Image: Opus/Sony Interactive Entertainment

A lot of people will probably have heard of Ecco the Dolphin, the popular series of action-adventure games about a carefree pod of dolphins that gradually descends into a bizarre plot about extraterrestrial threats and ancient civilizations. But there was actually another psychedelic game about Dolphins that came out in the '90s, which we recently came across while looking through old magazines. And it's got some quirks of its own worth talking about.

Fluid (or Depth as it is known in Japan) is a game developed by Opus and published by Sony Interactive in 1998 in Europe. As far as we can tell, it was never released in North America, making it one of those bizarre exclusives that we got, that the Americans didn't. But what actually is it?

Well, it's essentially a music game divided into two parts. Players are able to explore a bunch of underwater locations as a dolphin, moving around, playing sounds, and manipulating the sample's pitch and length. Some of the locations you visit include nautical-themed levels like crystal caves, temple ruins, and coral reefs, as well as trippy areas like antennae farms and submerged forests.

Image: Opus/Sony Interactive Entertainment

Once you exit one of these levels for the first time, you'll unlock that stage's samples, which you can then use in a sound lab to create your own electronic tracks. And this is honestly where you'll spend most of your time. It's here that you can experiment, mixing drum loops from one stage with a set of synths from another. You can also speed up the BPM to produce something more hard-hitting, or add effects and slow it down to create something more ethereal.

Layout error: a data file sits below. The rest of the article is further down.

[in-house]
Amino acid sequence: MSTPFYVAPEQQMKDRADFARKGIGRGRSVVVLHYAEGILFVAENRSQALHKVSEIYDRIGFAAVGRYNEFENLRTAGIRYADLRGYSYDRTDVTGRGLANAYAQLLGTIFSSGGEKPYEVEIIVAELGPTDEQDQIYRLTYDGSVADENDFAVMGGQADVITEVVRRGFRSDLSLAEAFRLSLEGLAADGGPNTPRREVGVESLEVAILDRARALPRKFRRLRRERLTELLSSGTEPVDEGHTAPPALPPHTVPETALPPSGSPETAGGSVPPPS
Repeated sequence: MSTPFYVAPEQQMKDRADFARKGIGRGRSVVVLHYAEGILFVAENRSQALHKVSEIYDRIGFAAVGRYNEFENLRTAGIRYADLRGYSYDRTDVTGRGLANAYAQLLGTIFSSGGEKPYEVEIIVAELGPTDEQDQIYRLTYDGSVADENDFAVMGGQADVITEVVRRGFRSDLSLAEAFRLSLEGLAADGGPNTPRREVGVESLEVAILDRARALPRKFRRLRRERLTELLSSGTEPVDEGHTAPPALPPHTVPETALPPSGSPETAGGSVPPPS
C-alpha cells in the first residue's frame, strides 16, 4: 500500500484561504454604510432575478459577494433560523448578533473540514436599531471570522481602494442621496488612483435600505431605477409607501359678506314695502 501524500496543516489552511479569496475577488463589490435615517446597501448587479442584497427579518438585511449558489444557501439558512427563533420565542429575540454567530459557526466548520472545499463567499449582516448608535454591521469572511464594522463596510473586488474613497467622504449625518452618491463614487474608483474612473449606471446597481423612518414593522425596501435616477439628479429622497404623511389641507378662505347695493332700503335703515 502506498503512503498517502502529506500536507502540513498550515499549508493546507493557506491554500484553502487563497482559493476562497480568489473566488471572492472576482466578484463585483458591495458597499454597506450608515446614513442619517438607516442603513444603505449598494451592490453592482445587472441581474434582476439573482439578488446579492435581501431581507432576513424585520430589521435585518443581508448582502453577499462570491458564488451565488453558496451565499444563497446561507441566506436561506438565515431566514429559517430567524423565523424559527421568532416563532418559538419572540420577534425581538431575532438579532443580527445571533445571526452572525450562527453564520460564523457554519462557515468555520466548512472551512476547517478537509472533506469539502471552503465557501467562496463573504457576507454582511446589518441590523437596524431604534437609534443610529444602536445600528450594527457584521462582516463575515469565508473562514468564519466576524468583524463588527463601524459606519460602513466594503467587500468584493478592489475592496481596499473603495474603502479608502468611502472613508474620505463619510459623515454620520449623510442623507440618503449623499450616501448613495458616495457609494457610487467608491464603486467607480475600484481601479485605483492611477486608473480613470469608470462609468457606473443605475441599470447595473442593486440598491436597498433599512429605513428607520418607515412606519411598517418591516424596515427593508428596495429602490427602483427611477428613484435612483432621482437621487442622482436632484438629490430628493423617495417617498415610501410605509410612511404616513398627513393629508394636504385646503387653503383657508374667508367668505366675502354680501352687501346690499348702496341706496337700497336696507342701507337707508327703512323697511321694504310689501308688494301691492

If this seems at all familiar to you, despite never owning a copy, you may have come across it as a playable demo included with Issue 38 of the Official PlayStation Magazine.

It should be said, Fluid is very much a curio of the time it was made, coming at a point when the PlayStation was bringing the world of electronic music and gaming together.

Obviously, there were titles like WipEout with its memorable soundtrack by CoLD SToRAGE, but there were also cult music games too, like Baby Universe and Vib-Ribbon, where you could insert your own music to generate trippy visuals and brand-new stages. If you're like us and interested in the crossover between video games and music, it's one worth seeking out.

Did you ever play Fluid? What are some of your favorite PS1 hidden gems? Let us know in the comments!